I doubt it will be later than the end of 2017 before South Africa’s future direction becomes clearer. I don’t think we will ever go the extreme of Equatorial Guinea but Zuma’s money-grabbing patronomy is so rapidly dragging us into the pit of darkness that we could be committed to the Zimbabwe or Angola route by then.

And there is the possibility, faint but too ghastly not to contemplate, of national civil strife: mob violence swelling into anarchy, police and armed forces ill-equipped (and too unreliable) to cope, a mass flight of capital and maybe people.

The scenario for the very near future seems fairly clear though nothing is ever certain in politics. It is a major internal split in the African National Congress with the slowly expanding body of pragmatists – those who recognise the sterility of the party’s moribund socialism –  forming a power group of their own in opposition to the anachronistic old guard. The split may be internal, which is the most likely with the ANC congress coming up next year and a general election in 2019, or it could be messily external.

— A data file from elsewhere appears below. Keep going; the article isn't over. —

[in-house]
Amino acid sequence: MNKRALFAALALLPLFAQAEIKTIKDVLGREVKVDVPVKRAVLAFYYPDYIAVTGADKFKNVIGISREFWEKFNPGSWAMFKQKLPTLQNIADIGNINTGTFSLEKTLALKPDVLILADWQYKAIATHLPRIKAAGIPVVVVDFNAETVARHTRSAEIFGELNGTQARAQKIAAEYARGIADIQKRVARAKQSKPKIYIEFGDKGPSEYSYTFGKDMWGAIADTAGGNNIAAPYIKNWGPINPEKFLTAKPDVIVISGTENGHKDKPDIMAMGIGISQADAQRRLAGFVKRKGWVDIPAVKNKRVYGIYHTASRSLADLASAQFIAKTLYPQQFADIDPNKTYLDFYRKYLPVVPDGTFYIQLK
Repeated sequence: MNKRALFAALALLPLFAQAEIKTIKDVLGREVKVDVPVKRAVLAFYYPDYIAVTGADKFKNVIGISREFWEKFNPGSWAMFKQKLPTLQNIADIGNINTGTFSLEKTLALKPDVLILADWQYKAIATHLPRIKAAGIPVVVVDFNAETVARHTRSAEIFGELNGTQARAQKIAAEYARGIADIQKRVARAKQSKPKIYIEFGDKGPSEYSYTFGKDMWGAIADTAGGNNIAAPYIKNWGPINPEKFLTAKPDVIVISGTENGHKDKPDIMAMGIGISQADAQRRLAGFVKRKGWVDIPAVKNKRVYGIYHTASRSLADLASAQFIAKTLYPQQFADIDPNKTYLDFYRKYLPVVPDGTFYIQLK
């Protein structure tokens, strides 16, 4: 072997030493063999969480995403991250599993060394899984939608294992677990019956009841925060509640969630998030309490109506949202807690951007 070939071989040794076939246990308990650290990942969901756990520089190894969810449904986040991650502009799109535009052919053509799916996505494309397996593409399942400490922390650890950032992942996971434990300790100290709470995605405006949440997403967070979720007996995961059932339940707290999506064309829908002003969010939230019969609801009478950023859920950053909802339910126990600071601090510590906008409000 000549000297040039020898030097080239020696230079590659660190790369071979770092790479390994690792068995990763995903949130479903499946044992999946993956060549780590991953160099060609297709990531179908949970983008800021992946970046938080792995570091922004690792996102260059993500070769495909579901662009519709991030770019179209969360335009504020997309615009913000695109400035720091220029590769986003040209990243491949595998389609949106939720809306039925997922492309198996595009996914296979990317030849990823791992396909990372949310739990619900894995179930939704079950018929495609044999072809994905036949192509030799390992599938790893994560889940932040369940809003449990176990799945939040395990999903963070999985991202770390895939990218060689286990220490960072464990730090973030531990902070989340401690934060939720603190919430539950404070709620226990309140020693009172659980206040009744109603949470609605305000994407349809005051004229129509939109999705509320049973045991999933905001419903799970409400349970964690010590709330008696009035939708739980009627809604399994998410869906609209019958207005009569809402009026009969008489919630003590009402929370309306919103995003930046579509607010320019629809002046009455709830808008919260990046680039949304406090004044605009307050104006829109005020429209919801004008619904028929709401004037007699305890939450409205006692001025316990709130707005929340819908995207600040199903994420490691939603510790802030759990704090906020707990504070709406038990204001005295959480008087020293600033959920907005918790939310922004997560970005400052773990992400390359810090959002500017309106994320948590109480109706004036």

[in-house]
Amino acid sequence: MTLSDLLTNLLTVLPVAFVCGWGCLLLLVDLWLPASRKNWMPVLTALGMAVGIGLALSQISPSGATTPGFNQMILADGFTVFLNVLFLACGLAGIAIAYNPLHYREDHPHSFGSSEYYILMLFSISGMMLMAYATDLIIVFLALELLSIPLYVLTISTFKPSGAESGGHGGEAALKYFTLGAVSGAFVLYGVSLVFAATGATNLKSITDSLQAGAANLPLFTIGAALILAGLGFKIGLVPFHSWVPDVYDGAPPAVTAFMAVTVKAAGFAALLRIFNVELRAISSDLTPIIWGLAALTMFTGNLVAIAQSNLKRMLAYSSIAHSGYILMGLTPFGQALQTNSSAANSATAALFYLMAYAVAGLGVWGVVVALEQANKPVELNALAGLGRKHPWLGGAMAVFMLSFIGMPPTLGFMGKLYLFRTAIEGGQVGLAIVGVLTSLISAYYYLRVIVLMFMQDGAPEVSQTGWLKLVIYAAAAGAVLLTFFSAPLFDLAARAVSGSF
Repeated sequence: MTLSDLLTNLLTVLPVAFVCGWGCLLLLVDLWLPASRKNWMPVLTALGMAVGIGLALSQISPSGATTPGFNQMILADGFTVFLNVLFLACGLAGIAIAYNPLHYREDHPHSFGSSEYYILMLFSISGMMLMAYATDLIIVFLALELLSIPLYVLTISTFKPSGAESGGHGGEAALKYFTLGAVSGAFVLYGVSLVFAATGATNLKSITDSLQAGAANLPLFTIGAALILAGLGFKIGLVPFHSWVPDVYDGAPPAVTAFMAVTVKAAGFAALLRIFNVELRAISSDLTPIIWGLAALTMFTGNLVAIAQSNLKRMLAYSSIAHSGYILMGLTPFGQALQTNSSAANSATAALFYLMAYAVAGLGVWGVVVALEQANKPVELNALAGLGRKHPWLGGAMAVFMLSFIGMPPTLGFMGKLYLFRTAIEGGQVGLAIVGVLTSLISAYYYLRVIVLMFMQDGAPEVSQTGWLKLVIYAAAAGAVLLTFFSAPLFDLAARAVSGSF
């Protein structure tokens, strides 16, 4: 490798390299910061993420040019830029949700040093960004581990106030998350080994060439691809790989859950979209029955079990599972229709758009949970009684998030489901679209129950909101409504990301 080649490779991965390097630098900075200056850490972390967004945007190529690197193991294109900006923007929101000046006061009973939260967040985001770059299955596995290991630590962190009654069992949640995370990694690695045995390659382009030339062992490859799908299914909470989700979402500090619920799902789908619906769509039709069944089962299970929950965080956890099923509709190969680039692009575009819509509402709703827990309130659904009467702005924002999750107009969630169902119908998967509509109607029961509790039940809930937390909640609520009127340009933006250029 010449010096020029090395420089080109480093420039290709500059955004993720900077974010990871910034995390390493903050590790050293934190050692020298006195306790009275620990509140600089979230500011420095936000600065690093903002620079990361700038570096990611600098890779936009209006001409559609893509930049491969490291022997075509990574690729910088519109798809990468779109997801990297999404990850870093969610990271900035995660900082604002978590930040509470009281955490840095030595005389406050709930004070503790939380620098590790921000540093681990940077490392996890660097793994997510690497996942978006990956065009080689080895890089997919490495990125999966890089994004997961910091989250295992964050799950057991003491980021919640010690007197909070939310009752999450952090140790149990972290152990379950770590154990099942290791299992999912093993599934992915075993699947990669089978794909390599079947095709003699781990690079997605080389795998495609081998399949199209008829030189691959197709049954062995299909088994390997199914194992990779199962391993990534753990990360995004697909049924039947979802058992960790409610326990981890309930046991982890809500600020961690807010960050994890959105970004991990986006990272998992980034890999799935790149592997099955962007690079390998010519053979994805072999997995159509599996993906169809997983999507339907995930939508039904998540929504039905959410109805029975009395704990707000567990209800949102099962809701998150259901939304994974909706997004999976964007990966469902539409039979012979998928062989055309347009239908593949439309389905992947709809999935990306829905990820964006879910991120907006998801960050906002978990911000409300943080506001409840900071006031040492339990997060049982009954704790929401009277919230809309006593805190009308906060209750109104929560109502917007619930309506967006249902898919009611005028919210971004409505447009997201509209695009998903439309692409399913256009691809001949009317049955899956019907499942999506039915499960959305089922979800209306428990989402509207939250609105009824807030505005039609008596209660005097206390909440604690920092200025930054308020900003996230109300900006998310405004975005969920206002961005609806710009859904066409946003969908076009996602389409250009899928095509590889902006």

A clear, irreversible internal division would spell major ideological and economic change of direction for the ANC should the pragmatists take the lead. It would enable the ANC to stand ostensibly united to win the 2019 general election even if the pragmatists manage to oust Zuma as summarily as his supporters ousted Thabo Mbeki in mid-presidential stream.

Such change would carry the ANC and country in safety through my 2017 deadline and point us towards what I regard as the middle range of Africa’s present governments, something akin to those of Kenya, Tanzania, Senegal, Ghana, Malawi and Morocco. All are oligarchies which go through the motions of democracy yet deviously cling to power – except Morocco, which is ruled by a powerful monarch with an elected parliament.